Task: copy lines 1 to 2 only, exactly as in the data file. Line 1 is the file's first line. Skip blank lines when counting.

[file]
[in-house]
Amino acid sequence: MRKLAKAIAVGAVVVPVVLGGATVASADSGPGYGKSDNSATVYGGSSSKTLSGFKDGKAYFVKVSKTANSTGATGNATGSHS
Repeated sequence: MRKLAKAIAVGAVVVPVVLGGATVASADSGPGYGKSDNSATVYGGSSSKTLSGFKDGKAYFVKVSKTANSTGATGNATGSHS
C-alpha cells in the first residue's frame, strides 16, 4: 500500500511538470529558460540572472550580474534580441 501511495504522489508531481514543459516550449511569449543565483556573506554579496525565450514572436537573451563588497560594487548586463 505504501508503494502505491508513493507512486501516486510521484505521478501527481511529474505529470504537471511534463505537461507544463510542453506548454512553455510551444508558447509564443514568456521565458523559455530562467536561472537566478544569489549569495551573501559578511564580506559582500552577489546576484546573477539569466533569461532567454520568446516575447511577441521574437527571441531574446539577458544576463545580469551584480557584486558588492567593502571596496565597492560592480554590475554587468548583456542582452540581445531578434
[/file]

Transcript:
[in-house]
Amino acid sequence: MRKLAKAIAVGAVVVPVVLGGATVASADSGPGYGKSDNSATVYGGSSSKTLSGFKDGKAYFVKVSKTANSTGATGNATGSHS